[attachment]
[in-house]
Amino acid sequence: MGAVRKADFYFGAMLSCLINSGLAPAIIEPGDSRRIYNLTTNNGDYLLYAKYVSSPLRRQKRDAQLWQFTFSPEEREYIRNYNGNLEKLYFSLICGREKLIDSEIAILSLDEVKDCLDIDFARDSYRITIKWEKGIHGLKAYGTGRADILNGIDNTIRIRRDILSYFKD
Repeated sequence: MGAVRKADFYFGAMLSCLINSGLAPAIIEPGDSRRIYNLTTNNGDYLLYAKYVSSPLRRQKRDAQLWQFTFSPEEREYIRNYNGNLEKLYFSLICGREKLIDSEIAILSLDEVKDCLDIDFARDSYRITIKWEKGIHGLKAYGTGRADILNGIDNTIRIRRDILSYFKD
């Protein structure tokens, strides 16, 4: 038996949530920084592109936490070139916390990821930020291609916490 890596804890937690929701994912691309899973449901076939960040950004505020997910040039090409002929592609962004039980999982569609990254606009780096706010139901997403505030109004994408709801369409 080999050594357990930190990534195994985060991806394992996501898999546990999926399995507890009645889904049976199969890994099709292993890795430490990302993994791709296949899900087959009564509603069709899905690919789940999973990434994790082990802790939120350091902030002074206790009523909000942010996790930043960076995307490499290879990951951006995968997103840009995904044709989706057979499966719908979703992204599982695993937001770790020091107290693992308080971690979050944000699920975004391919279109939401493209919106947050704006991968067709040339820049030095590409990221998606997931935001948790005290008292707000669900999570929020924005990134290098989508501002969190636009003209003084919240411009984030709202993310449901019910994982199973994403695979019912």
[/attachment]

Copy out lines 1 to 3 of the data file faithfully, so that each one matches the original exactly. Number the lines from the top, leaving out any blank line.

[in-house]
Amino acid sequence: MGAVRKADFYFGAMLSCLINSGLAPAIIEPGDSRRIYNLTTNNGDYLLYAKYVSSPLRRQKRDAQLWQFTFSPEEREYIRNYNGNLEKLYFSLICGREKLIDSEIAILSLDEVKDCLDIDFARDSYRITIKWEKGIHGLKAYGTGRADILNGIDNTIRIRRDILSYFKD
Repeated sequence: MGAVRKADFYFGAMLSCLINSGLAPAIIEPGDSRRIYNLTTNNGDYLLYAKYVSSPLRRQKRDAQLWQFTFSPEEREYIRNYNGNLEKLYFSLICGREKLIDSEIAILSLDEVKDCLDIDFARDSYRITIKWEKGIHGLKAYGTGRADILNGIDNTIRIRRDILSYFKD